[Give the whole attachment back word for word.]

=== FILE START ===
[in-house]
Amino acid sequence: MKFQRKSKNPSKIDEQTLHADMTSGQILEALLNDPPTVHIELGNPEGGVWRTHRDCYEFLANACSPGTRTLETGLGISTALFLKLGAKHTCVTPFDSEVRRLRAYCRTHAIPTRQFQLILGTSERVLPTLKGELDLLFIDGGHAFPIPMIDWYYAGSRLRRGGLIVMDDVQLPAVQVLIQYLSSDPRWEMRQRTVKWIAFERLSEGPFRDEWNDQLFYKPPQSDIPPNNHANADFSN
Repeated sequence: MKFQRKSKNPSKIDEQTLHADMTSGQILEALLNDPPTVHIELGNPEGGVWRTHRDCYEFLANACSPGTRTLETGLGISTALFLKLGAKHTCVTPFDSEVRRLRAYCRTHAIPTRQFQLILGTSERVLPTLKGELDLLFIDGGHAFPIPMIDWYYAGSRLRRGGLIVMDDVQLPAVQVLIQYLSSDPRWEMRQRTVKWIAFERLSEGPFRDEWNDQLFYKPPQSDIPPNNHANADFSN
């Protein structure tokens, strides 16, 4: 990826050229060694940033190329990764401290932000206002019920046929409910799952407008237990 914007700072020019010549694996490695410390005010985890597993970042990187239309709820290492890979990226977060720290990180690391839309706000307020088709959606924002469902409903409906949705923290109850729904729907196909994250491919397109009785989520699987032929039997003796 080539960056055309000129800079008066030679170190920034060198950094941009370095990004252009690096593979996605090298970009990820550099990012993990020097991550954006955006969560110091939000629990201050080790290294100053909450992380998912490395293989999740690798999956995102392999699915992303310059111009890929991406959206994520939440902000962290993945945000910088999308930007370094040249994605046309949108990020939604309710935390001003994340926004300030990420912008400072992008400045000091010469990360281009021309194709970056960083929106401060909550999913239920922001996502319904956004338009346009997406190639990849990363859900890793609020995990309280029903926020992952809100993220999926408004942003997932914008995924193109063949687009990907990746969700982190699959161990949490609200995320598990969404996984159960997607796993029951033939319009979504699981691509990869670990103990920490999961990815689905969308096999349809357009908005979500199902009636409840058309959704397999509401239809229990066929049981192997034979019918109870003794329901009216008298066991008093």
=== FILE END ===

[in-house]
Amino acid sequence: MKFQRKSKNPSKIDEQTLHADMTSGQILEALLNDPPTVHIELGNPEGGVWRTHRDCYEFLANACSPGTRTLETGLGISTALFLKLGAKHTCVTPFDSEVRRLRAYCRTHAIPTRQFQLILGTSERVLPTLKGELDLLFIDGGHAFPIPMIDWYYAGSRLRRGGLIVMDDVQLPAVQVLIQYLSSDPRWEMRQRTVKWIAFERLSEGPFRDEWNDQLFYKPPQSDIPPNNHANADFSN
Repeated sequence: MKFQRKSKNPSKIDEQTLHADMTSGQILEALLNDPPTVHIELGNPEGGVWRTHRDCYEFLANACSPGTRTLETGLGISTALFLKLGAKHTCVTPFDSEVRRLRAYCRTHAIPTRQFQLILGTSERVLPTLKGELDLLFIDGGHAFPIPMIDWYYAGSRLRRGGLIVMDDVQLPAVQVLIQYLSSDPRWEMRQRTVKWIAFERLSEGPFRDEWNDQLFYKPPQSDIPPNNHANADFSN
């Protein structure tokens, strides 16, 4: 990826050229060694940033190329990764401290932000206002019920046929409910799952407008237990 914007700072020019010549694996490695410390005010985890597993970042990187239309709820290492890979990226977060720290990180690391839309706000307020088709959606924002469902409903409906949705923290109850729904729907196909994250491919397109009785989520699987032929039997003796 080539960056055309000129800079008066030679170190920034060198950094941009370095990004252009690096593979996605090298970009990820550099990012993990020097991550954006955006969560110091939000629990201050080790290294100053909450992380998912490395293989999740690798999956995102392999699915992303310059111009890929991406959206994520939440902000962290993945945000910088999308930007370094040249994605046309949108990020939604309710935390001003994340926004300030990420912008400072992008400045000091010469990360281009021309194709970056960083929106401060909550999913239920922001996502319904956004338009346009997406190639990849990363859900890793609020995990309280029903926020992952809100993220999926408004942003997932914008995924193109063949687009990907990746969700982190699959161990949490609200995320598990969404996984159960997607796993029951033939319009979504699981691509990869670990103990920490999961990815689905969308096999349809357009908005979500199902009636409840058309959704397999509401239809229990066929049981192997034979019918109870003794329901009216008298066991008093």